Around 1,000 villagers from three Cambodian provinces blocked the road leading to the Land Ministry in Phnom Penh on Monday to demand government help in resolving disputes over land taken by private companies and politically connected businesspeople, sources in the country said.Protesters from Koh Kong, Svay Rieng, and Tbong Khmum provinces held up photos of Prime Minister Hun Sen and his wife, and Cambodian King Sihamoni and the Queen Mother, as they launched their appeal, but were refused assistance by Ministry officials and left at the end of the day with no promises of help.Yee Kunthea, a representative of dispossessed villagers in coastal Cambodia’s Koh Kong, said her group had never received compensation for farmland that over 1,000 families in three districts had lost to a sugarcane company owned by Ly Yong Phat, a senator belonging to the ruling Cambodian People’s Party (CPP), to another company owned by businessman Heng Huy, and to Chinese company the Union Development Group (UDG).The group had traveled to the capital hoping to appeal in person at the Ministry, but had been violently pushed away from the building by security forces, Yee Kunthea said, adding, “We wanted to meet with His Excellency Chea Sophara, the Minister of Land, but no one came down from the Ministry except for the police.”“The Ministry workers opened their windows to watch us blocking the road. And then they promised they would let me enter the Ministry at 2:00 p.m.,” she continued, adding that the Ministry then released a press statement later that afternoon saying there were no legal grounds for the department to intervene in the dispute.Khieu Sarun, a representative of villagers from Svay Rieng, said that she and her group had come to protest at the capital because local authorities had failed for nearly 20 years to resolve a land dispute in her province between almost 450 farm families and an Indian company called NK Venture.Authorities had also threatened dispossessed families, telling them they would be arrested if they tried to return to their former homes and land, she said.“We’re appealing for justice for our farmers,” Khieu Sarun said.“The authorities have protected this foreign company and allowed them to do to us whatever they want to do, while we—the landowners—have no rights at all to our land. We are constantly faced with threats and arrests,” she said.“I understand that everybody wants so-called development [in Cambodia], but please also look at the people’s situation too. If development only causes misery, we don’t need it.”Tricked into signing away their landAnother group of protesters, from the Trapeang Pring commune in Tbong Khmum, urged the Ministry to come to their commune to solve their years-long dispute with the Chinese Hamenient Investment Company and help free two of their jailed commune members.Tha Lida, a representative of 42 families in the commune, said their villagers had never wanted to sell their land to the Chinese company, but that local authorities had tricked them into signing with their thumb-prints faked documents allowing the company to buy the land needed by residents for their survival.The Ministry of Land should now investigate the case to see if the Chinese company used proper documents when it “bought the land” from the people, as the local authorities claimed, he said, adding, “I request the government to encourage the subnational authorities to reinvestigate this land dispute in order to discover the truth.”Attempts to reach Land Ministry spokesperson Seng Loth for comment were unsuccessful on MondayAm Sam Ath, deputy chief of the Cambodian rights group Licadho, said however that the Land Ministry has already solved many cases of land disputes, and should use the same mechanisms to solve the country’s remaining problems in transparent and nonviolent ways.“I think the Ministry should find out the root causes of these problems, and then the solution to these chronic problems should be found. If we do not handle these problems properly, there will be even more complications resulting from this crisis,” he said.A key source of social tension in Cambodia and other Southeast Asian countries is the widespread practice of land grabs in which authorities seize land from people for development projects or foreign invested enterprises without paying them fair compensation for lost crops, property, and livelihoods.Reported by RFA’s Khmer Service. Translated by Sok Ry Sum. Written in English by Richard Finney.
In some ways, at least, history appears to be repeating itself. Tim Donner Washington Political Columnist at LibertyNation.com. Tim is a radio talk show host, former candidate for the U.S. Senate, and longtime entrepreneur, Conservatarian policy advocate, and broadcast journalist. He is Founder and President of One Generation Away, LN’s parent organization.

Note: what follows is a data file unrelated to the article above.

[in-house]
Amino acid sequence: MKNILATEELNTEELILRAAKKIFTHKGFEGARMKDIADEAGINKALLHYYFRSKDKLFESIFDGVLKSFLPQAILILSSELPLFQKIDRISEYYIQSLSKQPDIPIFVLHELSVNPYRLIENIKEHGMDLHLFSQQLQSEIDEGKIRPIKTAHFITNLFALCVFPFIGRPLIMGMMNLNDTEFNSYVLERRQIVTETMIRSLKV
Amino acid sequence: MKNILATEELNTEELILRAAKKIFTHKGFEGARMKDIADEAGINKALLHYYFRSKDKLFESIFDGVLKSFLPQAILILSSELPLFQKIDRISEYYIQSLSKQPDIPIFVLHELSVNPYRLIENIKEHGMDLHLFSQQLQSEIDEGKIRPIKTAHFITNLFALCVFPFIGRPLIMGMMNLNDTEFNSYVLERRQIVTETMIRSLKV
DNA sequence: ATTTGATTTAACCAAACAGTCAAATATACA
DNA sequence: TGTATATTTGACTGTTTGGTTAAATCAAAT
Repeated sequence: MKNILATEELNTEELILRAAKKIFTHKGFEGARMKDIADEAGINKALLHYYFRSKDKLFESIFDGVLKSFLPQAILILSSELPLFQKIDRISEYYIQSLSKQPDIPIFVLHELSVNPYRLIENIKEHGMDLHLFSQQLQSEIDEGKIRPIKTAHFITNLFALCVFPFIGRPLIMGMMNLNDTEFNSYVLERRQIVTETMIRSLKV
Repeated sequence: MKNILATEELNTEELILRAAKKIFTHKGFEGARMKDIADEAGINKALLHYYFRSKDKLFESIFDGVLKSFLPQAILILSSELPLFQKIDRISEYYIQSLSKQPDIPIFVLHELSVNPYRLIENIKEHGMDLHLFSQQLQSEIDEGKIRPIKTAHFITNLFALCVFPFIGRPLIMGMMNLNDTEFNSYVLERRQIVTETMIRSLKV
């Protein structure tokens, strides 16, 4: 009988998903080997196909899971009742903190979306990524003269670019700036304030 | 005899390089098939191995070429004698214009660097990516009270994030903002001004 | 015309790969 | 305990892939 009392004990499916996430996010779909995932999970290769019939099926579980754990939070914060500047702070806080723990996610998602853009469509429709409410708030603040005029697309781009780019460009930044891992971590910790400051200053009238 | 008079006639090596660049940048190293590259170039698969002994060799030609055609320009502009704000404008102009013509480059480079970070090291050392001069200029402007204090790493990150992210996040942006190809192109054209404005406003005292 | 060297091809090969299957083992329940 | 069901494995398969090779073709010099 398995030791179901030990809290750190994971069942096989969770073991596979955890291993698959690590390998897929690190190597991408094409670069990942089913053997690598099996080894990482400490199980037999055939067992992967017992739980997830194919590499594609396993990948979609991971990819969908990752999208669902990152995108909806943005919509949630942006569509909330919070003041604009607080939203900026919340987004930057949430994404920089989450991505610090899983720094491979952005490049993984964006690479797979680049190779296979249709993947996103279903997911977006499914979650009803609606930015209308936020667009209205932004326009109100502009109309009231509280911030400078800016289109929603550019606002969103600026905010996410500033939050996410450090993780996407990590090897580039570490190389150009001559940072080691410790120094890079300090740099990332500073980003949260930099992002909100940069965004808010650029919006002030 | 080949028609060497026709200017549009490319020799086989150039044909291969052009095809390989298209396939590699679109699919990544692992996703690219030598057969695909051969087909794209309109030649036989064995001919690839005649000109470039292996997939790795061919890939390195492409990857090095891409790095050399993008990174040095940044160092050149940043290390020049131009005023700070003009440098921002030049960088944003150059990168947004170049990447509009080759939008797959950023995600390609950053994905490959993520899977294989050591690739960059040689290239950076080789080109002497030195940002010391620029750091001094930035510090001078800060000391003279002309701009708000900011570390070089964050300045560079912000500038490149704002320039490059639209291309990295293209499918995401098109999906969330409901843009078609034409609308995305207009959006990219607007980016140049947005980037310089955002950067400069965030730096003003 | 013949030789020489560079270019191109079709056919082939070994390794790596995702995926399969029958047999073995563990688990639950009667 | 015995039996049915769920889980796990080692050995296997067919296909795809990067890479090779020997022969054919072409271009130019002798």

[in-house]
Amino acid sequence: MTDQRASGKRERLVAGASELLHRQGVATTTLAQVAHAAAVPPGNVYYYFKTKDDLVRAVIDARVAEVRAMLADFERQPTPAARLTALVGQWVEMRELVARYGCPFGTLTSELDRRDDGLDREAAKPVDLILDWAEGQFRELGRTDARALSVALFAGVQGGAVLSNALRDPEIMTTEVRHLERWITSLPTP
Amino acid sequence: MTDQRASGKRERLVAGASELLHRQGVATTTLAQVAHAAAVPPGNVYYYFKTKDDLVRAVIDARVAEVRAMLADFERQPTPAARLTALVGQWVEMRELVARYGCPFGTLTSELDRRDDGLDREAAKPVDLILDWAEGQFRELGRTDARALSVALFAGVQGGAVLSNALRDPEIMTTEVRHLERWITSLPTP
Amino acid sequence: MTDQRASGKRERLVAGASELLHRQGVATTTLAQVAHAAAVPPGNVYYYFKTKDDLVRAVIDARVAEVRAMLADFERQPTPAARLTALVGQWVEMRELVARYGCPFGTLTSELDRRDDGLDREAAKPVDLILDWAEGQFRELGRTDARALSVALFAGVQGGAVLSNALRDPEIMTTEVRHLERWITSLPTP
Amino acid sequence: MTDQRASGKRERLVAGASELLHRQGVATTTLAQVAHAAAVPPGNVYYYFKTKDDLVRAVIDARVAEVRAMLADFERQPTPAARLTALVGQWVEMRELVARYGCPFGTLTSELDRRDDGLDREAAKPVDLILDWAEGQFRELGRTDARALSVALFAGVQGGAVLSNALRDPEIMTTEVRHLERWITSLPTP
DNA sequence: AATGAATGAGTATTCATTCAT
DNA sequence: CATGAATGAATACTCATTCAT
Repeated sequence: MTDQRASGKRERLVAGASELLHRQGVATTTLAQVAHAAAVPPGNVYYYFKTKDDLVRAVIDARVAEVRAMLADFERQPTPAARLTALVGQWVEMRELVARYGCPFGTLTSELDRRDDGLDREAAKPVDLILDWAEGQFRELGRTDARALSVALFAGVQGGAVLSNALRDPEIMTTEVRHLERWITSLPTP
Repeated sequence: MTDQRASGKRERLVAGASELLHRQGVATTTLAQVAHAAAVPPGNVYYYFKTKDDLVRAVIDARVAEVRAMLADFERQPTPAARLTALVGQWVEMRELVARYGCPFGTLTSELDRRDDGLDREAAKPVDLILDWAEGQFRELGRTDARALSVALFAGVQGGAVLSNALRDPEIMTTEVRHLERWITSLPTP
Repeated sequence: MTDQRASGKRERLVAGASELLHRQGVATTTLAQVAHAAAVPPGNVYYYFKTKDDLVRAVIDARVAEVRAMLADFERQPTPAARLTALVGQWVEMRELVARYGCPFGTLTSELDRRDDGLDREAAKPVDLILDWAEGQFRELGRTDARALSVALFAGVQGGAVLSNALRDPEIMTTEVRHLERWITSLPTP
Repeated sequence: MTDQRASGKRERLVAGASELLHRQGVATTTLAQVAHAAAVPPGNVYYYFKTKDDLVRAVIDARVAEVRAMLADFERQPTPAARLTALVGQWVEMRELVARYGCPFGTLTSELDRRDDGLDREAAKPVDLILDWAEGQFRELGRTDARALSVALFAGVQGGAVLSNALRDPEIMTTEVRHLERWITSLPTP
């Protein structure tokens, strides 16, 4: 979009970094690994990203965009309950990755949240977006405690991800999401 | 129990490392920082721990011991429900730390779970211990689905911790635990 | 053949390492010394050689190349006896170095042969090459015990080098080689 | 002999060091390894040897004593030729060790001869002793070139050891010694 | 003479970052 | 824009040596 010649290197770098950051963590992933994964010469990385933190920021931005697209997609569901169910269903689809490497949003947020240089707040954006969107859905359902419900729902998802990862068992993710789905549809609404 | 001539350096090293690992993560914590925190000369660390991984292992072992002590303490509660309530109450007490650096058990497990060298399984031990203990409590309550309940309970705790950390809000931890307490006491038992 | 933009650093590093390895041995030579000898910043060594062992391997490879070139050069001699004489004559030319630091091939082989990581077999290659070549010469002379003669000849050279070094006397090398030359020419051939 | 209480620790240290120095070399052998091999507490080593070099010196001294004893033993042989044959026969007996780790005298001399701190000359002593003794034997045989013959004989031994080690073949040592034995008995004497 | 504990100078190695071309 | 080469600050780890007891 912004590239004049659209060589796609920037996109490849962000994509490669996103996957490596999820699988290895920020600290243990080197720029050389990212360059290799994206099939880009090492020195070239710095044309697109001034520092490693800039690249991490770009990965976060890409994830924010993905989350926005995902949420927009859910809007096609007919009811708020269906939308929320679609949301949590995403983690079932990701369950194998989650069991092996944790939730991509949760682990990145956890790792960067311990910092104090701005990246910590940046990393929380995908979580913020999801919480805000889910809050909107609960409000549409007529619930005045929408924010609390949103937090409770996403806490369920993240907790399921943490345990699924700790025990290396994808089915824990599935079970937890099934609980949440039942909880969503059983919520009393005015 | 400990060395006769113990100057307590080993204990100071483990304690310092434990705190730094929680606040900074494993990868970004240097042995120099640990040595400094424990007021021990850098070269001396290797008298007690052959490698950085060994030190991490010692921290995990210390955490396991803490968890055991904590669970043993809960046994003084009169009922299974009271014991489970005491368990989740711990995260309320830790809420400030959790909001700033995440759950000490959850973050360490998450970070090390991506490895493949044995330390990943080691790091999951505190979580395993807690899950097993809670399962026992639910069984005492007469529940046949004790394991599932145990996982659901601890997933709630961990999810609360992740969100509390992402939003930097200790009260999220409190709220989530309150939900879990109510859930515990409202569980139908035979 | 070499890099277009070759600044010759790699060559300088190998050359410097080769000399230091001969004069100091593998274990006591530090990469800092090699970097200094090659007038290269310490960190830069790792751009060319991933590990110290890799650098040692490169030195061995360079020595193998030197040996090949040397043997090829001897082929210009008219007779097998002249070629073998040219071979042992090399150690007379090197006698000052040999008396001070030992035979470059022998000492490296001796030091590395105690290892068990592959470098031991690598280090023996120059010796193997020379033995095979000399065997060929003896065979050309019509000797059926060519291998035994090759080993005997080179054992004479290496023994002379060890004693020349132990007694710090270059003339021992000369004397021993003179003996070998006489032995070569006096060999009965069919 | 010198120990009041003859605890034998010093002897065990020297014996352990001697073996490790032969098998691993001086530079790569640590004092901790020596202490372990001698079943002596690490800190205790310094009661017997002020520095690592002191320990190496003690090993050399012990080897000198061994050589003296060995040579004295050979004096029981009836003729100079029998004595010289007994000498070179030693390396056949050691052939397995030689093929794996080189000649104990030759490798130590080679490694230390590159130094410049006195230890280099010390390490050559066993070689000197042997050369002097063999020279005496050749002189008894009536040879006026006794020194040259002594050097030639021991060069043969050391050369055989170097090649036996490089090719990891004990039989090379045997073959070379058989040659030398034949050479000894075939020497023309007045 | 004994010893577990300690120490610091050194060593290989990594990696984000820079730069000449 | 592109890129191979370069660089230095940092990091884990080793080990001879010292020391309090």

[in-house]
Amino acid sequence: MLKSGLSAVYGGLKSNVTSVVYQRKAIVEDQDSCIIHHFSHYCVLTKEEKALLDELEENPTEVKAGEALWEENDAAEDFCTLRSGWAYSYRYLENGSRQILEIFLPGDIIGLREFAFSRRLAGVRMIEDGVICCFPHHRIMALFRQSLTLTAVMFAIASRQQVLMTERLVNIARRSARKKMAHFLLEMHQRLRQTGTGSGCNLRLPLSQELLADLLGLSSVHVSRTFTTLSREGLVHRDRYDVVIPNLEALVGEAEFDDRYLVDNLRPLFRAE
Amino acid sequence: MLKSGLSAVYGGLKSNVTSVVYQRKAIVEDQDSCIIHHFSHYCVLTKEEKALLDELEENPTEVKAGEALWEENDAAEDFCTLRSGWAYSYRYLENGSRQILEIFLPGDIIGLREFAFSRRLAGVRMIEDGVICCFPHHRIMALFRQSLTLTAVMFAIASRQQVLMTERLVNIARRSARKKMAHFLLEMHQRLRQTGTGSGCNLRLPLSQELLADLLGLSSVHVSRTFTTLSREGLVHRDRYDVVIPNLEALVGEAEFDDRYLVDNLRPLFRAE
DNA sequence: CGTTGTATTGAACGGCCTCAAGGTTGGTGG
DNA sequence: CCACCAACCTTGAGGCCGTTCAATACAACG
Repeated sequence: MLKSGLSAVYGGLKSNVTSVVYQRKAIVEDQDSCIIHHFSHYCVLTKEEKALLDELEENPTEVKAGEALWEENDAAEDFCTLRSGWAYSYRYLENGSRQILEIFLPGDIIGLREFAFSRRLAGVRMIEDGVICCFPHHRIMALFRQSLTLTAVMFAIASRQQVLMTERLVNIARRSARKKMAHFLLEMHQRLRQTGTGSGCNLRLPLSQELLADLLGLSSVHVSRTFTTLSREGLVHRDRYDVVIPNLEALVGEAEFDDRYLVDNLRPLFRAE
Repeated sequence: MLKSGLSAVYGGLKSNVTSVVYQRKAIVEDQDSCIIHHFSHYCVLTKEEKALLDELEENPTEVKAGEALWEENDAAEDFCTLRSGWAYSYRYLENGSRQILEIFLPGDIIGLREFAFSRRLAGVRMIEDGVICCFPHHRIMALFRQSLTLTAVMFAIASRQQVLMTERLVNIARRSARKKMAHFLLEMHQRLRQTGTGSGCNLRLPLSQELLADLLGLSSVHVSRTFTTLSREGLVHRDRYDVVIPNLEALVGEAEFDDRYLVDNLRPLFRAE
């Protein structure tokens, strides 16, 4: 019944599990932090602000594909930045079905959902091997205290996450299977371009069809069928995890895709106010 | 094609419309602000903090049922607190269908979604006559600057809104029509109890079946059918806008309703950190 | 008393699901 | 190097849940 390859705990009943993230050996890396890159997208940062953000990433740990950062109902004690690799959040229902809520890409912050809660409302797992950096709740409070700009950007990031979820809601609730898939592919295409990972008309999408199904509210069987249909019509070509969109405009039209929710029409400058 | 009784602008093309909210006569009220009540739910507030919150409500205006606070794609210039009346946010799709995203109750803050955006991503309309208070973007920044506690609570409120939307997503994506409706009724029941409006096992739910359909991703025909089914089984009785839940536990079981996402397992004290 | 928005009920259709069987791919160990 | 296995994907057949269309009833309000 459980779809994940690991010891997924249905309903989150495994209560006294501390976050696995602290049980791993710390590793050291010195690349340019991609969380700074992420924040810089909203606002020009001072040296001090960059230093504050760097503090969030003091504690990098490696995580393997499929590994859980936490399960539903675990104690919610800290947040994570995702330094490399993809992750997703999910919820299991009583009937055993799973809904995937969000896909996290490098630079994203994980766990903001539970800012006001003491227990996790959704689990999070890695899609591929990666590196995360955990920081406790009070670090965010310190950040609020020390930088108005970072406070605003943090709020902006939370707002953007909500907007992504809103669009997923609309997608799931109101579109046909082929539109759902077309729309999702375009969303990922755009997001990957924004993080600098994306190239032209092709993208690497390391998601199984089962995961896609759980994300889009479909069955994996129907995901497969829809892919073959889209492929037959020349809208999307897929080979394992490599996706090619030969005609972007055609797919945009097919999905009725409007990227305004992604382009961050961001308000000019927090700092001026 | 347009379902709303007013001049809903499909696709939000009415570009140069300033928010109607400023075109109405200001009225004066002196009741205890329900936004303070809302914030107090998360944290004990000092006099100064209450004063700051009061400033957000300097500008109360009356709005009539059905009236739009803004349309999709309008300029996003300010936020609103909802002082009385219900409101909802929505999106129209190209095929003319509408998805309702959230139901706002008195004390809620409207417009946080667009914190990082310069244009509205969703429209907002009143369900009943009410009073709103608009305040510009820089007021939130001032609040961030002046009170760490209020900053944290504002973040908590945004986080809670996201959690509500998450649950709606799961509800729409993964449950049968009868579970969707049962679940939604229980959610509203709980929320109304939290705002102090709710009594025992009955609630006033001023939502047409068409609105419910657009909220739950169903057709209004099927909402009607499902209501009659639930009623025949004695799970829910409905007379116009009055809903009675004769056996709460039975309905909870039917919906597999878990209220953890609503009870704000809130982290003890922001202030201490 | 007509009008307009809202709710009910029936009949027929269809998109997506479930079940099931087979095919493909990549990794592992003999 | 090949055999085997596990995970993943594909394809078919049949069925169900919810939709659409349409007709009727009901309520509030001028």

Nine people have died and thousands have been detained as the authorities launched a region-wide crackdown on ethnic Mongolians protesting an end to Mongolian-medium education with class boycotts and street protests, a New York-based rights group reported on Monday."As the nationwide school boycott enters its third week ... the Chinese government is turning the entire region into a police state," the Southern Mongolian Human Rights Information Center (SMHRIC) said in a statement on its website."At least nine Mongolians have lost their lives, and thousands have been arrested in protest of China’s latest cultural genocide campaign," it said.An estimated 300,000 students have boycotted class across Inner Mongolia since the end of August, in protest at a new language policy for schools, which will see Chinese used as the language of instruction in schools that once offered Mongolian-medium education.The authorities claim the move is towards "bilingual education," but ethnic Mongolians say it is a form of cultural genocide aimed at cutting off their remaining connection to their culture and heritage.As parents broke into schools to free their children at the start of the semester, gathering in protest outside the gates, the authorities dispatched SWAT teams, plainclothes state security police, and volunteers to strong-arm families into sending their children back to school.Japan-based ethnic Mongolian Khubis said police in Inner Mongolia's Chifeng city and Heshigten Banner had arrested at least 12 members of herding communities, while armed police had come looking for school-age children in those areas."The police have been forcing their way into people's homes and snatching away their children [to go to school]," Khubis said.According to SMHRIC, between 4,000 and 5,000 ethnic Mongolians -- who include prominent dissidents, writers, herders, protesting parents, and online activists -- have been subjected to "arbitrary arrest, extrajudicial detention, forced disappearance, and house arrest" since the crackdown began.Parents who fail to enroll their children in school will see them expelled, after hundreds of ethnic Mongolians have been forced to resign from public office after they resisted the changes to the curriculum, which were kept under wraps until the start of the new semester at the end of August.“Massive student hunts are sweeping the region. Even in the remotest rural communities, police presence is so heavy," SMHRIC quoted an audio statement from a Mongolian parent as saying. "The whole [region] is a police state now."Another parent said in an audio message that they were reminded of the persecution of ethnic Mongolians during the Cultural Revolution (1966-1976)."This is nothing but a second round of ethnic cleansing," the statement said.Teachers, officials suspendedU.S.-based ethnic Mongolian Nomin said three teachers in East Ujimqin Banner and five officials in Abag Banner have been suspended in recent days for failing to enroll their children in school or for otherwise opposing the language policy."A directive has been sent to local governments requiring all parents to present their children at schools within a specified time," Nomin said. "Those who don't will have their kids expelled from school."Notices circulating on social media and sent to RFA showed such warnings issued by the education bureau in Abag Banner to a local high school, and by the education bureau in Bairin Right Banner to a local kindergarten.He cited the case of a factory boss in the region's capital, Hohhot, whose factory was damaged by officials in a bid to put pressure on him to send his children to school."One kid fled to the hills, and the parents only found him after a few days of searching for him," Nomin said, also citing the case of rights defender Dulma Yang Jin who organized local herding communities to stand up for their rights."She only just got married, but now both of them are behind bars ... they were detained once, then redetained a few days ago, and there has been no news of them since," he said.In the border town of Erenhot, school principal Ulaan was fired after she refused to implement the new language policy, and later committed suicide, he said."More than 100 police officers intercepted some people on their way to mourn her," Nomin said. "They wouldn't let them go any further."Crisis modePolice, ruling Chinese Communist Party committees, education bureaus, departments of discipline and inspection, courts, procuratorates, and schools are in crisis mode, with fresh directives and orders issued daily, SMHRIC said."The entire Mongolian population has been notified of arrests and detention of disobedient individuals and sackings of those who refuse to implement orders," the group said.It cited an official statement from the Ar-Horchin Banner People’s Court, state prosecutor, police department, and education and justice bureaus as saying that parents who do not comply will be sent for "legal education," and possibly fined or prosecuted.Another ethnic Mongolian parent told SMHRIC: "This is a matter of dignity. When an undignified life is not worth living, brave ones take their lives to end their earthly suffering."According to an Excel spreadsheet received by the SMHRIC, by Sept. 11, only 18 percent of students were showing up for class at Zaruud Banner's No. 2 Mongolian Middle School. A similar report from Uzumchin Right Banner shows that as of Sept. 13, the percentage of ethnic Mongolian students attending was just 12.6 percent.Video clips and other communications showed students fleeing schools to join the boycott, while others sat in classrooms weeping and refusing to cooperate with attempts to teach them, SMHRIC said.The group said attempts by the Chinese government to play down the extent of the changes to the curriculum should be ignored, adding that the crackdown is a "cultural genocide.""Those documents issued by the authorities are intended to fool the Mongolians and mislead the international community," SMHRIC director Enghebatu Togochog said, adding that the authorities are targeting anything linked to Mongolian culture, including artifacts, traditional dwellings, and books in bookstores.The group said ethnic Mongolians in China face a total ban on the use of the Mongolian language in schools."Reports confirm that the Mongolian language is completely banned in schools," it said in a statement. "Students are banned from speaking Mongolian during any school activities."It cited an audio message from a parent in Otog Banner, who said students taken away to school by the authorities were now "banned from speaking in Mongolian.""No question, this is a cultural genocide,” Enghebatu said in a written statement. “China is not hesitating to carry out the genocide, one after another, in front of the eyes of the world."Reported by Qiao Long for RFA's Mandarin Service. Translated and edited by Luisetta Mudie.